MEEZAN RESEARCH INSTITUTE pursues high calibre research on Islam in contemporary context, with the aim of elaborating ethical and intellectual principles of ‘Islam Hadhari’ or Civilisational Islam from authentic Islamic perspectives. The Institute seeks to renew mainstream values and teachings of Islam—faith and piety, just and trustworthy government, cultural and moral integrity, the rigorous pursuit and mastery of knowledge, and balanced socio-economic development.
The Institute advances moderation and social harmony within the multi-religious environment of PAKISTN, while promoting constructive engagement with other world civilizations. As a uniquely Pakistani initiative, Islam Hadhari helps equip the Ummah with needed intellectual and cultural resources to negotiate the challenges of globalization and claims by dominant powers to global pre-eminence. With its refreshing focus on a cluster of primary values, Civilizational Islam works to re-center the Shari’ah-driven legalist discourse of Islamic revivalism over recent decades, upon deeper universal Islamic principles.
The civilisational momentum generated by Islam arises out of the Qur’anic master idea of Human Trusteeship on earth mediating a social order founded on moral virtue, compassion, beneficence, human dignity and justice. The Qur’an teaches Muslims to respect liberty of conscience and religious existance, to promote what is just and prohibit what is reprehensible, and work for realising human welfare. It is emphatic about preserving ties of kinship, honoring one’s neighbors, helping the needy and destitute by means of obligatory taxes and charity, and earning one’s living through lawful work and equitable trade. Furthermore, the Qur’an vigorously insists upon the pursuit and mastery of knowledge as pre-requisite for social progress and cultural flourishing.
The Qur’an is a narrative in common humanity, which also characterizes Islam and its civilizational outlook. While the Qur’an was revealed in an Arabian milieu, yet its call and message are universal from beginning to end. The principle of Tawhid (divine Oneness), fundamental in Islam, is reflected in a unitarian vision of humanity without discrimination of any kind – moral excellence being the only criterion of distinction in the eyes of God. Mutual recognition among nations, cooperation in good works and fraternity constitute the conceptual framework of man’s vicegerency on earth. These are all integral, according to our reading of the Qur’an, to Islam’s view of itself as both a religion and a ‘civilization’ – which may be rendered as ‘a way of life.’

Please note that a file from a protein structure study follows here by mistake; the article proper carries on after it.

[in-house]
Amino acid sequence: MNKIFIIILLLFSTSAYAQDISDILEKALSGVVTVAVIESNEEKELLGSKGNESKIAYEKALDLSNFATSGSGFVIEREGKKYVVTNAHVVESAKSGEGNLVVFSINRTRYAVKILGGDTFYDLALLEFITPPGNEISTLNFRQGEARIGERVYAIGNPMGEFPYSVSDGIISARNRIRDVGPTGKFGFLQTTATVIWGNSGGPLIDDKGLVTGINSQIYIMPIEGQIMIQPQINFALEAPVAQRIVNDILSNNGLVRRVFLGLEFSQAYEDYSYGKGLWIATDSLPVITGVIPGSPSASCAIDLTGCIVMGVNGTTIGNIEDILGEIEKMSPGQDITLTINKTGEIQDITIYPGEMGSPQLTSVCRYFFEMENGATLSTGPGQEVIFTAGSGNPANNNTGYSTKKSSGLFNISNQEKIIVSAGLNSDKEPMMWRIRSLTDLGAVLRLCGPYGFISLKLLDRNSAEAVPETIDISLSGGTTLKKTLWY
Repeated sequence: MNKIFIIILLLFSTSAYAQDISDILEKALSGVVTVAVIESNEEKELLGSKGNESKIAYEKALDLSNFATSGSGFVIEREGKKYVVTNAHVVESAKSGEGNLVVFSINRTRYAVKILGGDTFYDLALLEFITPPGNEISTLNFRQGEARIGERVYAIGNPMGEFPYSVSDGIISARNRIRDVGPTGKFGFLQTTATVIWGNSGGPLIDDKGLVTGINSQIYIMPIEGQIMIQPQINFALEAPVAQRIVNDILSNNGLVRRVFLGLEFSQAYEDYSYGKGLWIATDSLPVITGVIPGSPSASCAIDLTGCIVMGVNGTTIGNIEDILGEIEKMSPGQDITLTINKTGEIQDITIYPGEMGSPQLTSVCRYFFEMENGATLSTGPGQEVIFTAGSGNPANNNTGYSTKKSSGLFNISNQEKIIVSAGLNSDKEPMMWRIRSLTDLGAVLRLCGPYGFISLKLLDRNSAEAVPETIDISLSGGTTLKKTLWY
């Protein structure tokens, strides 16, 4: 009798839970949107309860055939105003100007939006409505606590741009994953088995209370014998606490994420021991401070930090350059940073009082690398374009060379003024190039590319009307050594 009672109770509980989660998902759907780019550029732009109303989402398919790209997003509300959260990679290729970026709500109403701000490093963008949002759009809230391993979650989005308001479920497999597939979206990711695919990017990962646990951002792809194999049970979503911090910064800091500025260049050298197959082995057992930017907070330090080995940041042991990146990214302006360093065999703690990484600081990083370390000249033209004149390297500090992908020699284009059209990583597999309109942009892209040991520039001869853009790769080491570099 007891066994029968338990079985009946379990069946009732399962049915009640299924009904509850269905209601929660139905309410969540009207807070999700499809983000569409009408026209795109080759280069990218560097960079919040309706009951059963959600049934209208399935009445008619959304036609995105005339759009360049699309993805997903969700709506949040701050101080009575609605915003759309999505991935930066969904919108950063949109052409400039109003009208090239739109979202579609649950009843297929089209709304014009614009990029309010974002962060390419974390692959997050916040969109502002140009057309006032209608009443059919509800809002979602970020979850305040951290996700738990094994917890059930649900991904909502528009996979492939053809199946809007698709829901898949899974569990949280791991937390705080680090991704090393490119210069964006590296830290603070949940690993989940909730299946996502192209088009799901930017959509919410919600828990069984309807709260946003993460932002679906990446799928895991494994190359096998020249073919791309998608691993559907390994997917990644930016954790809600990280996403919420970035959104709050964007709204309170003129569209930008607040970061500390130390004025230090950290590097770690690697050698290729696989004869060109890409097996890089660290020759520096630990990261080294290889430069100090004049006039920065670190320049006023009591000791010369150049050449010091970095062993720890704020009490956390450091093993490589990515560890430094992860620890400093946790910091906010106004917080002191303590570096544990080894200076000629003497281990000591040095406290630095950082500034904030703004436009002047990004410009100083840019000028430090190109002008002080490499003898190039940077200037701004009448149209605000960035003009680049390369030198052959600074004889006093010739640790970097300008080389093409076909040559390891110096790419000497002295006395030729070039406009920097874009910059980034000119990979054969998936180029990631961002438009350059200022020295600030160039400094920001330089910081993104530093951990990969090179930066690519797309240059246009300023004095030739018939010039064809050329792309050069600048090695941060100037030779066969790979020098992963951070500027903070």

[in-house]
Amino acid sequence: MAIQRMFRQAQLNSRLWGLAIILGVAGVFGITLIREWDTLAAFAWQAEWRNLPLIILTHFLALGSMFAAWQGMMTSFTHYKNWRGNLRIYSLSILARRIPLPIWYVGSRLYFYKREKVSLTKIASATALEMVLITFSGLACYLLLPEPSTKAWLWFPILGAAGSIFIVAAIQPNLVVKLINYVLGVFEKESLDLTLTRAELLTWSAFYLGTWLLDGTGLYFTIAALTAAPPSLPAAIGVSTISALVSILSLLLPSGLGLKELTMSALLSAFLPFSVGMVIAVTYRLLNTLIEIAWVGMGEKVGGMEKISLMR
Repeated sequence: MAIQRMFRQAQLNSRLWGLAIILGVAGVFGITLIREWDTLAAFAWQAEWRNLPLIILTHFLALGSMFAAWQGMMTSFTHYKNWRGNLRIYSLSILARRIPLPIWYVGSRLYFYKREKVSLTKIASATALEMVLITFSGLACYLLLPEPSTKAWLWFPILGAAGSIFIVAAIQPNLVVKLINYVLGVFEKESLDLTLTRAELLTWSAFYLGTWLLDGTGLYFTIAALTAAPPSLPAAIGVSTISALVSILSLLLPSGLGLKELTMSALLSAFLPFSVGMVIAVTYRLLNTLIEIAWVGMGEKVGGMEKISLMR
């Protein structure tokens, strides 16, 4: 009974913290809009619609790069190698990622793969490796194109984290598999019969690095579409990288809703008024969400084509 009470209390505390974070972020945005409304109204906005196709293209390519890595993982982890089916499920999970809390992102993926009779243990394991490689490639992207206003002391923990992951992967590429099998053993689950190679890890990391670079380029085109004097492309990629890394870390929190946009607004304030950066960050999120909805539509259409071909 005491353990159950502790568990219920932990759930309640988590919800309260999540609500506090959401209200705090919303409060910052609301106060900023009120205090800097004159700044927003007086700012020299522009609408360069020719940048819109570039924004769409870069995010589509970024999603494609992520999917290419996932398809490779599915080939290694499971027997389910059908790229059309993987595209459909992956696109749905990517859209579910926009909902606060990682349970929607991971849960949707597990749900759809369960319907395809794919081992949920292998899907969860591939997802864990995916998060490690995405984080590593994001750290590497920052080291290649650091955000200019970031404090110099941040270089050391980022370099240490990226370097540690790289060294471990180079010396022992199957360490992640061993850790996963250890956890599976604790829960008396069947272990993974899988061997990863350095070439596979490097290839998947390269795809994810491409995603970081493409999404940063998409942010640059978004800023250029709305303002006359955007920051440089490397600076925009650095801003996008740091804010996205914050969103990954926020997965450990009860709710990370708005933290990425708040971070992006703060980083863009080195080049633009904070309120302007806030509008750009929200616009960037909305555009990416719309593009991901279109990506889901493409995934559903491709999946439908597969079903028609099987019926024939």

The Prophet Muhammad (p.b.u.h.) received his prophetic call in the environment of Makkah. From it he subsequently migrated to Yathrib, renaming it Madinah; from the same verbal root is derived the concept of madaniyyah or civilization, as well as the term din or religion. The nascent Muslim community thus marked its departure from a tribal nomadic existence to urbanity and civilization, the latter term being synonymous with madaniyyah. Abdullah Badawi’s call for the regeneration and renewal of Islam’s civilizational values under the rubric of Islam Hadhari captures this often neglected yet vitally important aspect of our tradition. Islam Hadhari reminds both Muslims and non-Muslims that Islam is not merely a religion of ritual performances and worship but also a profound civilization. Civilizational Islam invites the ummah to make a fresh effort to revitalise and reinvigorate the most cherished aspects of our ethical and spiritual tradition and intellectual heritage.
Islam calls for the renewal and reform of society and civilization through the modalities of such of its principles as tajdid, islah, fatwa, shura, ijtihad, and ijma’. Islam Hadhari, inspired by the spirit of renewal and reform, focuses on values through which the ummah can overcome the challenges of globalization, crass secularism and the materialist culture that have become so prevalent in our societies.
The success of this Institute will naturally be measured by the caliber of its staff and the quality of its work. This will be informed by the desire to develop an atmosphere of harmonious exchange of ideas with the public, academic institutions, think tanks, and government agencies engaged in the study of Islam in Malaysia and abroad. As Chairman of MRI, being able to share this vision and participate in its development is a source of personal enrichment for which I am truly grateful.
Muhammad Umer Raheel